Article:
Project Accessory Episode 1: Tears, Bed Springs, and Dirty Laundry
|The bedspring necklace|
Who's been in Vogue, has their jewelry worn by Hollywood luminaries, designed hats for Tyler Perry movies, sells stuff at Nordstrom? These aren't Etsy hopefuls, these aren't recent college grads, these aren't folks selling cool things at the Brooklyn Flea. They're businesspeople. Project Accessory is an ad.
On the runway, there's good and bad. The guy who makes church hats has created a magnificent ensemble of earrings and a necklace with bedsprings; Nina has created a stunning, intricate necklace out of a rat trap, and the slightly-built man who's made a move on every girl but Nicolina produces a hideous flower necklace, flower earrings and a flower belt that looks like the ghost of Carmen Miranda rummaged through a clearance bin at Michael's.
The judges don't skip a beat on being mean. There's the editor of In Style, Ariel Something, the legendary Kenneth Cole, who here is identified as "a social activist," host Molly Sims and guest judge Debra Messing, who finally, in her 40's, grew hips. Yay, womanhood!
Molly Sims refers to the flower belt as "luau princess," yet she adores the "post- apocalyptic" belt from the bearded guy made from furniture mats and teddy bear hides. Cortice takes a major hit on her ill-fitting corset belt, which squashes the tiny boobies of her skeletal model. Nicolina has literally made a bandana and a cuff from dirty laundry. It looks like it smells, but I still want a cheeseburger every time I see her. Some other Italian guy makes an outstanding purse, but he's on the wrong show. A man with talents like that should be on "Who Wants To Be In My Will?", full of New York old society ladies looking for young men of questionable sexuality to fill their every need: handbags and foot rubs.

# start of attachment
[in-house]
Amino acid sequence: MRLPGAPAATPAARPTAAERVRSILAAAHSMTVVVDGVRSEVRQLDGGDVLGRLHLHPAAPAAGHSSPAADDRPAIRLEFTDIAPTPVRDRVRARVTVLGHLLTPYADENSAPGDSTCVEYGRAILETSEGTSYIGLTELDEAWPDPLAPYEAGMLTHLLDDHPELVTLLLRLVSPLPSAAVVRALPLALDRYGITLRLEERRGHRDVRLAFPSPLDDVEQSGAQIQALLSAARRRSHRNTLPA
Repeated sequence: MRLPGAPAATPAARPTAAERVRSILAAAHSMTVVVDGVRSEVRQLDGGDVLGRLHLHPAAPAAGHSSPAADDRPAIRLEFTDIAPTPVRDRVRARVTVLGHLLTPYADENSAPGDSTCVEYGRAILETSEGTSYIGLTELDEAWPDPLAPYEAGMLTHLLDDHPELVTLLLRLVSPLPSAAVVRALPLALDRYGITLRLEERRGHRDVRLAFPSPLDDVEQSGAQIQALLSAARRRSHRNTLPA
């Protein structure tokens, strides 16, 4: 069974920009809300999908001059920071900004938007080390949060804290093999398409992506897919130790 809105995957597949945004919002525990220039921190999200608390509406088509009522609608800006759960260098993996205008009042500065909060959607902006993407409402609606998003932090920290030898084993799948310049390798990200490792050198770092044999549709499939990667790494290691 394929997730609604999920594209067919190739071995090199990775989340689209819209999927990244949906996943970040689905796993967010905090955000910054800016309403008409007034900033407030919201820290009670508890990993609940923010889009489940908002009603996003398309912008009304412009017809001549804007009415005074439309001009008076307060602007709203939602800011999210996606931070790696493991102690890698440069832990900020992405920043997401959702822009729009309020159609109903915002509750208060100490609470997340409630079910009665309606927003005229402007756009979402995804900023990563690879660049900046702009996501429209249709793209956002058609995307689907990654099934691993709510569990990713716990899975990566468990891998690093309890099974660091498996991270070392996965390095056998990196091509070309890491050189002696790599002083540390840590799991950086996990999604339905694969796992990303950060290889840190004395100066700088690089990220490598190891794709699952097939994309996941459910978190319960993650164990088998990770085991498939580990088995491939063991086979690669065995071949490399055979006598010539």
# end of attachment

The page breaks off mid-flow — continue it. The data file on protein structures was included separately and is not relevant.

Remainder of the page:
Trying to figure out who won apparently hurt Molly Sims, who looked like she was being forced to convert decimals into fractions. It made me want to hand her an Advil through the TV. The "luau princess" somehow skates by, and it's down to Cortice's wench-and-ale belt and Nicolina's dirty laundry ensemble -- which, according to social activist Kenneth Cole, "Didn't amount to much" --to hit the road.
In the end, it's Cortice, who never took off her sunglasses, who leaves heel marks in the dirt. Nina, the tomboy-turned-popular-cheerleader who made high fashion out of a rodent trap, reigns as the victor, which is nice, being that she has the least experience and that she probably only sells her work to Zooey Deschanel and Michelle Williams, which means she's still indy. Looks like she can kick.
But what the hell do I know. Right now, I'm wearing a turban.